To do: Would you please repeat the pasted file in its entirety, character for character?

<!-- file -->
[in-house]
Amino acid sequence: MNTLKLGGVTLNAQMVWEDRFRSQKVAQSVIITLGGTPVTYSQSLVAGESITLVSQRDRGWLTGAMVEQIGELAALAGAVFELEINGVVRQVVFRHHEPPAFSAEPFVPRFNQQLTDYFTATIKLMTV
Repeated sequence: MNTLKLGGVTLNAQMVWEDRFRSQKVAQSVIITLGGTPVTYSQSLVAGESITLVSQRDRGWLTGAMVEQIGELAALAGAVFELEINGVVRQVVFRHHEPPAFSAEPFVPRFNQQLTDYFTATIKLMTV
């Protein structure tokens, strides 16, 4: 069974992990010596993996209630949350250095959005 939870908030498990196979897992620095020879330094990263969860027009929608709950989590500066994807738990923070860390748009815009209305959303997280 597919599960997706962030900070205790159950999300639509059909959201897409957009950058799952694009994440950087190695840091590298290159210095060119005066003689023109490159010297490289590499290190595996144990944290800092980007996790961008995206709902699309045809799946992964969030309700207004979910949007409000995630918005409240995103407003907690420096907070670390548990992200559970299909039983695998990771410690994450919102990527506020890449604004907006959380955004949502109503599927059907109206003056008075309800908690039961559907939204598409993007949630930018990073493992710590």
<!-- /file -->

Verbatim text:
[in-house]
Amino acid sequence: MNTLKLGGVTLNAQMVWEDRFRSQKVAQSVIITLGGTPVTYSQSLVAGESITLVSQRDRGWLTGAMVEQIGELAALAGAVFELEINGVVRQVVFRHHEPPAFSAEPFVPRFNQQLTDYFTATIKLMTV
Repeated sequence: MNTLKLGGVTLNAQMVWEDRFRSQKVAQSVIITLGGTPVTYSQSLVAGESITLVSQRDRGWLTGAMVEQIGELAALAGAVFELEINGVVRQVVFRHHEPPAFSAEPFVPRFNQQLTDYFTATIKLMTV
């Protein structure tokens, strides 16, 4: 069974992990010596993996209630949350250095959005 939870908030498990196979897992620095020879330094990263969860027009929608709950989590500066994807738990923070860390748009815009209305959303997280 597919599960997706962030900070205790159950999300639509059909959201897409957009950058799952694009994440950087190695840091590298290159210095060119005066003689023109490159010297490289590499290190595996144990944290800092980007996790961008995206709902699309045809799946992964969030309700207004979910949007409000995630918005409240995103407003907690420096907070670390548990992200559970299909039983695998990771410690994450919102990527506020890449604004907006959380955004949502109503599927059907109206003056008075309800908690039961559907939204598409993007949630930018990073493992710590």